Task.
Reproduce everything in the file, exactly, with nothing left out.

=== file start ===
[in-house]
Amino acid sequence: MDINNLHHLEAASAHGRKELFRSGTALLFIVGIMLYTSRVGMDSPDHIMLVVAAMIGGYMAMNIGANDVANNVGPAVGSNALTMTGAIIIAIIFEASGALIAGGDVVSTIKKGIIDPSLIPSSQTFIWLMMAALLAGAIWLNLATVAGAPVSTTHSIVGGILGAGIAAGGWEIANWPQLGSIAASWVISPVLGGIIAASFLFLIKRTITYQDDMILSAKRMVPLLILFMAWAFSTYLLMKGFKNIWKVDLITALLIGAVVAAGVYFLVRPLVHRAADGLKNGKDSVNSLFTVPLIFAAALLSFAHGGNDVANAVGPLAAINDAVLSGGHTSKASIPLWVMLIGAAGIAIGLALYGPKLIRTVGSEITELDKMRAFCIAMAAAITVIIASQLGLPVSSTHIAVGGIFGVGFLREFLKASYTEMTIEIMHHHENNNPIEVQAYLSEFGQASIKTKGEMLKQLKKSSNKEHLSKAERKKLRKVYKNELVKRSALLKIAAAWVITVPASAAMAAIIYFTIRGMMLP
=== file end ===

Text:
[in-house]
Amino acid sequence: MDINNLHHLEAASAHGRKELFRSGTALLFIVGIMLYTSRVGMDSPDHIMLVVAAMIGGYMAMNIGANDVANNVGPAVGSNALTMTGAIIIAIIFEASGALIAGGDVVSTIKKGIIDPSLIPSSQTFIWLMMAALLAGAIWLNLATVAGAPVSTTHSIVGGILGAGIAAGGWEIANWPQLGSIAASWVISPVLGGIIAASFLFLIKRTITYQDDMILSAKRMVPLLILFMAWAFSTYLLMKGFKNIWKVDLITALLIGAVVAAGVYFLVRPLVHRAADGLKNGKDSVNSLFTVPLIFAAALLSFAHGGNDVANAVGPLAAINDAVLSGGHTSKASIPLWVMLIGAAGIAIGLALYGPKLIRTVGSEITELDKMRAFCIAMAAAITVIIASQLGLPVSSTHIAVGGIFGVGFLREFLKASYTEMTIEIMHHHENNNPIEVQAYLSEFGQASIKTKGEMLKQLKKSSNKEHLSKAERKKLRKVYKNELVKRSALLKIAAAWVITVPASAAMAAIIYFTIRGMMLP